The Well

I am a pretty routine person because I have found I function best this way. So, it is no surprise that my morning time with the Lord has a pattern. However, I never expect it to be boring. The Old Testament has become a place I spend a lot of time and I love to see how it ties to the New Testament.

vaseRecently I read, “For my people have committed a double evil: They have abandoned me, the fountain of living water, and dug cisterns for themselves – cracked cisterns that cannot hold water.” Jeremiah 2:13. I immediately thought of the story of the woman at the well that meets Jesus in the New Testament! It also hit me that the Lord calls this rebellion a double evil. Who wants to be found guilty of this? Sometimes I know that I minimize my sin and excuse it away. Calling it evil sounds a bit harsh, but that is exactly what it is.

Fast forward to the book of John, chapter 4. The page tells of Jesus and his disciples traveling through the town of Samaria. “Jacob’s well was there, and Jesus, worn out from his journey, sat down at the well. It was about noon. A woman of Samaria came to draw water.” (John 4:6-7). The timing of all of this just makes me smile. He knew before time began that this moment would happen. He also knew the exact moment we would meet him too. Such an ordinary activity of that time turned extraordinary. Jesus asks her for a drink and she argues. “Jesus answered, ‘If you knew the gift of God, and who is saying to you, ‘Give me a drink’, you would ask him and he would give you living water.” (John 4:10). She argues again. “Sir, said the woman, you don’t even have a bucket, and the well is deep. So where do you get this living water?” (John 4:11).  She makes the assumption that this living water can be contained.

There isn’t mention of Jesus ever getting to his feet, just sitting at the well, staying close to the source. The conversation continues. “Jesus said, ‘Everyone who drinks from this water will get thirsty again. But whoever drinks from the water that I will give him will never get thirsty again. In fact, the water I will give him will become a well of water springing up in him for eternal life.” (John 4:13-14). Takes me back to the verse in Jeremiah about the “empty cisterns that cannot hold water”. You have to keep going back for more to avoid emptiness, to try and satisfy your thirst. Oh, how I have been there. You too?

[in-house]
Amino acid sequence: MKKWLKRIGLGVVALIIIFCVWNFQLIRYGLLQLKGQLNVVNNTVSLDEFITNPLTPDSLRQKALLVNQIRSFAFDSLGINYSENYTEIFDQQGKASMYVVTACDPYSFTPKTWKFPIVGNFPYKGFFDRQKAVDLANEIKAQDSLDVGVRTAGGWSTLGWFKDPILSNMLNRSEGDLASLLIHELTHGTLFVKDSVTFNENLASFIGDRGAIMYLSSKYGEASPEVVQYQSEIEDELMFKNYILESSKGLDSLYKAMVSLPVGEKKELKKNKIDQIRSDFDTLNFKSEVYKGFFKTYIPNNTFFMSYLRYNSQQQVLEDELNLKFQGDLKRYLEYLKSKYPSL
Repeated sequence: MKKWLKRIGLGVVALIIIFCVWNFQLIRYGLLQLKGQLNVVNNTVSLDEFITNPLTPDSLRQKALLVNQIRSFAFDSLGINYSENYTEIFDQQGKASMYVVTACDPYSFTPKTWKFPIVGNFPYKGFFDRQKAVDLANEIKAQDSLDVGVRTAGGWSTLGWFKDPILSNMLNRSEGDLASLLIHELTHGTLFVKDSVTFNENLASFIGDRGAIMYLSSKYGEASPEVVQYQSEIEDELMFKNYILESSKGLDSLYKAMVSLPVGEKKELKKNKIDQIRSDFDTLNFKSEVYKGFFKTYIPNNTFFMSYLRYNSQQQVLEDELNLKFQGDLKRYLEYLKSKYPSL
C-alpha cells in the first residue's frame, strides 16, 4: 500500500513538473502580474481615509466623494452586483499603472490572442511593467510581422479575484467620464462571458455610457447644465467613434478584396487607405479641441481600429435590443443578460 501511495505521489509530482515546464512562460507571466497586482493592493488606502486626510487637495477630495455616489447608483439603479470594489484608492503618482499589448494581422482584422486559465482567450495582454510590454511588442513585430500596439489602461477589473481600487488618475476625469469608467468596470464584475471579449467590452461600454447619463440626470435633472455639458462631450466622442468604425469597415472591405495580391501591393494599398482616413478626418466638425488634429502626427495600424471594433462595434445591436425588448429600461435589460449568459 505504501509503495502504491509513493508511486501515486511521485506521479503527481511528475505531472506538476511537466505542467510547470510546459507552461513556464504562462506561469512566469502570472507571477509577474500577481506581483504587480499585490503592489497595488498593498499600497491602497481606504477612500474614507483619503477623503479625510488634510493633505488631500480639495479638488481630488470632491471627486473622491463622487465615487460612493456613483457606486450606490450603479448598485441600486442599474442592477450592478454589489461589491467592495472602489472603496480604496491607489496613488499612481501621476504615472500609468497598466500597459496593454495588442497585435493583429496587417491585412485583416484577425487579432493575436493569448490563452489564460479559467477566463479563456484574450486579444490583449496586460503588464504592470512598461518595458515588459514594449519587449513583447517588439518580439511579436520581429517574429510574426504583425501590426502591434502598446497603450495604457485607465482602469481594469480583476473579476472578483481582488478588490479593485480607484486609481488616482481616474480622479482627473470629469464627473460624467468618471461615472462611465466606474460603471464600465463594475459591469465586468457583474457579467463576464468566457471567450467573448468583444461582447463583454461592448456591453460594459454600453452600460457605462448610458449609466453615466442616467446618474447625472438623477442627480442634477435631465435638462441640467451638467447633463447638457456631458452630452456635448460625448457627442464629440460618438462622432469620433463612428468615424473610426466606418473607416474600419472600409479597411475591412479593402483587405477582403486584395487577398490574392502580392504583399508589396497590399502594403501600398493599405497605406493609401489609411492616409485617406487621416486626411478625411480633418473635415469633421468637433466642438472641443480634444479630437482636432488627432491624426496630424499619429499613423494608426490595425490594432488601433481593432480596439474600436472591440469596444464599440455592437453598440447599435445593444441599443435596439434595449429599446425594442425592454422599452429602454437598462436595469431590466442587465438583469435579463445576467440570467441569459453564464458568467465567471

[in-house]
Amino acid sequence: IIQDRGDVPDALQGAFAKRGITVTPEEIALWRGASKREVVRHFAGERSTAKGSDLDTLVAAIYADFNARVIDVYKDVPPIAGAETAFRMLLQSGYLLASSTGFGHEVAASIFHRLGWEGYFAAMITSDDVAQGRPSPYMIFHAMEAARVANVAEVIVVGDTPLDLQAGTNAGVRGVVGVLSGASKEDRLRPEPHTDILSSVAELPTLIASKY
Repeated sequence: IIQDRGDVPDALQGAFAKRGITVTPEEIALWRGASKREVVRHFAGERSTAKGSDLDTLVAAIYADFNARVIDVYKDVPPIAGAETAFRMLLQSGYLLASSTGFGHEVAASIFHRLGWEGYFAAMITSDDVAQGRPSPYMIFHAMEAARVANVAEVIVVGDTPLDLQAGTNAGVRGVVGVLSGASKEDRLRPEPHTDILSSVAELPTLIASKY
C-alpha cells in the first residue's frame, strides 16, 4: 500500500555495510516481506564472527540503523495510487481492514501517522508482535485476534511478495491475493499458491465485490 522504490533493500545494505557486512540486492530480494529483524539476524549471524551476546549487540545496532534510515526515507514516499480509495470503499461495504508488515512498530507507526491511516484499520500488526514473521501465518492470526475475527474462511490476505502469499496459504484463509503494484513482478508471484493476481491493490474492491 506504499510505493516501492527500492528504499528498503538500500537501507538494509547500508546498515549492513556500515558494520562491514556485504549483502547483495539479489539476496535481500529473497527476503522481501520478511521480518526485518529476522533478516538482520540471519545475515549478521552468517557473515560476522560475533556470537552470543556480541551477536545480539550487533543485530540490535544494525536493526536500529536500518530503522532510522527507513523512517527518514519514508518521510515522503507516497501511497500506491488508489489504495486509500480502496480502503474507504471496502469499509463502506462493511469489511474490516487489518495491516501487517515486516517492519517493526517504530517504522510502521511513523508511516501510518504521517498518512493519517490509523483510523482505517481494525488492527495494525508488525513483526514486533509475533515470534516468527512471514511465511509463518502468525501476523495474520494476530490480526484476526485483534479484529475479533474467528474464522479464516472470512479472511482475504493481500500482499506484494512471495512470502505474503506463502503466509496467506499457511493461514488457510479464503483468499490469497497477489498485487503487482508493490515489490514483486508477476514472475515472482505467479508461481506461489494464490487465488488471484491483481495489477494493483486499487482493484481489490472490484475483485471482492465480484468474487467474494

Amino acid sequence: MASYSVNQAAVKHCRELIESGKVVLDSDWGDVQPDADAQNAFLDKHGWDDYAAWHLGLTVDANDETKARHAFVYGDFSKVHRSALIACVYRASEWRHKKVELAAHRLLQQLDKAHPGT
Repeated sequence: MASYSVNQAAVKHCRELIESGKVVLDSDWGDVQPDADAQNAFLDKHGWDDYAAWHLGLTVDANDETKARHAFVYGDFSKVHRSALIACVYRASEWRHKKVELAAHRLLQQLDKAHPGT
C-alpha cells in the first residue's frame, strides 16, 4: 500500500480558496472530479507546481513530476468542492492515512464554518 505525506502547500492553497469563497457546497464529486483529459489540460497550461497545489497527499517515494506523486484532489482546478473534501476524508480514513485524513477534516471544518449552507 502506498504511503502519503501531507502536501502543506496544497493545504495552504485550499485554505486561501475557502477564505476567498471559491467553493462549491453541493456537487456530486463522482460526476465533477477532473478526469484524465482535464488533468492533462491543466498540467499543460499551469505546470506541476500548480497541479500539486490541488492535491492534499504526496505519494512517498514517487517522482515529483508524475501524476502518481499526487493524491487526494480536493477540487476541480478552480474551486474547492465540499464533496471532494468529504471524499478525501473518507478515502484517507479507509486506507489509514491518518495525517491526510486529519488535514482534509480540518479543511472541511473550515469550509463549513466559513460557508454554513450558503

So what do we do? We who are so much like the people in both the Old and New Testament. Let’s see what this woman did. “Sir, the woman said to him, give me this water so that I won’t get thirsty and come here to draw water.” (John 4:15). There is more to her response I suspect. “Go call your husband, he told her, and come back here. ‘I don’t have a husband’, she answered. You have correctly said, ‘I don’t have a husband,’ Jesus said. For you’ve had five husbands, and the man you now have is not your husband. What you have said is true.” (John 4:16-18). Sounds like what she has been trying to fill her cistern with is men and it is not working. She is still empty.

The conversation continues between the two. “The woman said to him, I know the Messiah is coming (who is called the Christ). When he comes, he will explain everything to us. Jesus told her, I, the one speaking to you, am he.” (John 4:25-26) She doesn’t have a chance to respond because the disciples, who had gone into town to get food, arrive back at the well. I love this next part! “Then the woman left her water jar, went into town, and told the people, ‘Come, see a man who told me everything I ever did. Could this be the Messiah? They left the town and made their way to him.” (John 4:28-29). I don’t know about you, but to be faced with my sin, all I’ve ever done, is not something that would cause me to run and tell everyone. The overwhelming weight of shame would have/has had me doubled over. But not this woman. She leaves more than just her water jar it seems at the well. Coming face to face with the Messiah tends to do that to a person. That is the part that causes us to run to town.

“Now many Samaritans from that town believed in him because of what the woman said when she testified, ‘He told me everything I ever did.’ So when the Samaritans came to him, they asked him to stay with them, and he stayed there two days. Many more believed because of what he said. And they told the woman, ‘We no longer believe because of what you said, since we have heard for themselves and know that this is really is the Savior of the world.” (John 4:39-42).

Many were changed because the testimony of one woman who had tried to fill her life with what does not satisfy. She met the one offering living water. I also like how this woman, so much like us, who have lived a life full of empty sin, was used to introduce a town to the Savior of the world. If he can use her, can he not use us? I want more than anything to tell others about what I have found! I do not live an empty life anymore. I have left my emptiness at the feet of the Savior of the world,  acknowledged that I am a sinner and surrendered to being filled with living water. It is a full way to live. Overflowing actually.





















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